18. A fellow JD/MBA friend of mine and I just started The Provident PhD, a blog written by and for graduate student families to share ideas for saving money during the financial gauntlet of grad school. Check it out and give us your creative ideas for making ends meet, particularly if you're managing grad school with a spouse and children.
  19. Gecko

    GRE Desperate for Help

    I'm planning on taking the GRE in about three weeks but Im panicking a bit. I'm a foreign student (foreign to the US) and haven't had to take an exam thats in the same format as the GRE before. I'm currently doing a masters and work when I'm not studying so I've found it hard to find the time to study. Can anyone give me any tips or advice on how to study for the exam or what to expect? I'm getting quite desperate at this point lol.
  20. Gecko

    Clueless about the GRE!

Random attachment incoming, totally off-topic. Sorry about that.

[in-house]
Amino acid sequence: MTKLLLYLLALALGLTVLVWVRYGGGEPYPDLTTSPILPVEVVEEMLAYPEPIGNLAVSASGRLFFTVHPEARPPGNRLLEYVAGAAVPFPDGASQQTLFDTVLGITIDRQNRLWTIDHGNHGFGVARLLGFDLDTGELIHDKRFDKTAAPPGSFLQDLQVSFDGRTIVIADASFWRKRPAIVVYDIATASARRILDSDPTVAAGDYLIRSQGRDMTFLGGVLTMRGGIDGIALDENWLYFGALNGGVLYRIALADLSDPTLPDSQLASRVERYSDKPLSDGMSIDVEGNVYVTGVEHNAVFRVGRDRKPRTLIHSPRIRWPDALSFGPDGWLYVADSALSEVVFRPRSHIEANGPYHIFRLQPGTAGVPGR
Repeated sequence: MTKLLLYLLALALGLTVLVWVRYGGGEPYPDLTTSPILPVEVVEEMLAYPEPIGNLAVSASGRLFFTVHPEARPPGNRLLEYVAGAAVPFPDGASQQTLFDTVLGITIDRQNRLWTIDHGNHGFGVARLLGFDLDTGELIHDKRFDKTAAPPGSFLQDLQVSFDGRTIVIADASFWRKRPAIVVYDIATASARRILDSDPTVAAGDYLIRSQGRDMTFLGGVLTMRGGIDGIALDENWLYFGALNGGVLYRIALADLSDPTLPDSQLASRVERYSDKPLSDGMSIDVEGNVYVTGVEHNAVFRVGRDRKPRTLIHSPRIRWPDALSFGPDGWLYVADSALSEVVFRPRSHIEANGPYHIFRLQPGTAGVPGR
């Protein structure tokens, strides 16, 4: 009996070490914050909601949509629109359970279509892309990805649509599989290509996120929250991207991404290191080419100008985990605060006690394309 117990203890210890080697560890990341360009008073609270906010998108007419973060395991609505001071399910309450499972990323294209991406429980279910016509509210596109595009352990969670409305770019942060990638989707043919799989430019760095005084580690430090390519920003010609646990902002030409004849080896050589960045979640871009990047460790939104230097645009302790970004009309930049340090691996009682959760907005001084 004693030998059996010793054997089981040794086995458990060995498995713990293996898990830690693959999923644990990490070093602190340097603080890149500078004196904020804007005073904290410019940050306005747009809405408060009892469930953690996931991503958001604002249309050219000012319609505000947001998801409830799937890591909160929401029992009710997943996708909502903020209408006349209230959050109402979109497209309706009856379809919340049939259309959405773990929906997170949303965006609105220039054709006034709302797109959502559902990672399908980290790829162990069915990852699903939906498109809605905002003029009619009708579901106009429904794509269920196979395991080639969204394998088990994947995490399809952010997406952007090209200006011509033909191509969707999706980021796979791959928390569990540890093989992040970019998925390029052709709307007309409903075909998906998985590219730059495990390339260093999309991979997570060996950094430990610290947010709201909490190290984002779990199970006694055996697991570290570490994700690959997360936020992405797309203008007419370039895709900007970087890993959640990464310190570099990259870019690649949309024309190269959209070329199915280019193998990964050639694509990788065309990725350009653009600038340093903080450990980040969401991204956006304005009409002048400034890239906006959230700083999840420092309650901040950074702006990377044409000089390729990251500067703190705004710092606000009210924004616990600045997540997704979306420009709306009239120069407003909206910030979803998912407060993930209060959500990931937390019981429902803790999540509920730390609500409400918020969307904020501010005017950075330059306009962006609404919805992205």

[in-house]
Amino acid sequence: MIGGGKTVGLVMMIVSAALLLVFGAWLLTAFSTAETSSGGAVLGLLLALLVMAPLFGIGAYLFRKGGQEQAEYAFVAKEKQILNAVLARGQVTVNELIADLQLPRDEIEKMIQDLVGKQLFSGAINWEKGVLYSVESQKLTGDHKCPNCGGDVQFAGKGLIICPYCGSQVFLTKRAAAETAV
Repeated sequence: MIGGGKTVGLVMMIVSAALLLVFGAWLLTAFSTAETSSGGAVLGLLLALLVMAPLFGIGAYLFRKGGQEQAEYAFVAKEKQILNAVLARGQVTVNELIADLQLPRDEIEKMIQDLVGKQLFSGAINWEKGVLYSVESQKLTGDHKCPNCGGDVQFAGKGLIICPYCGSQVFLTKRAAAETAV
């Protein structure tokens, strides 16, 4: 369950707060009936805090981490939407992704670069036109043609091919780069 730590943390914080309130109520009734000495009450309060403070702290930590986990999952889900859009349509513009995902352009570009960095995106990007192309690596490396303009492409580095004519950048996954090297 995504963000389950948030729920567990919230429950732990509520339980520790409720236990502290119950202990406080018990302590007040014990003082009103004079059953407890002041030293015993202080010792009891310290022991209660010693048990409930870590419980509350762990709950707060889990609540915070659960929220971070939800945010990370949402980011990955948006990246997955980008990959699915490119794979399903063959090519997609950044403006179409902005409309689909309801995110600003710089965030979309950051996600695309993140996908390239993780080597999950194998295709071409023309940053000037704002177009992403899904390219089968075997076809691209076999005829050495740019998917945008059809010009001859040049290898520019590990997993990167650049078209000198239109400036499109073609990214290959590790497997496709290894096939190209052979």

I'm planning on taking the GRE sometime towards the end of November, however I have one big problem, I don't know much about it lol. I'm an Irish student looking to apply to graduate programs in America, however the GRE isn't a widely taken test over here so its quite hard to get information and tips about it from people. If anyone could give me any advice from which books to get/online resources, to a plan/structure on how to study for it I would greatly appreciate it. I'm looking to apply to television production type courses in Boston University, Syracuse and possibly a few other so any relevant info would be such a big help thanks.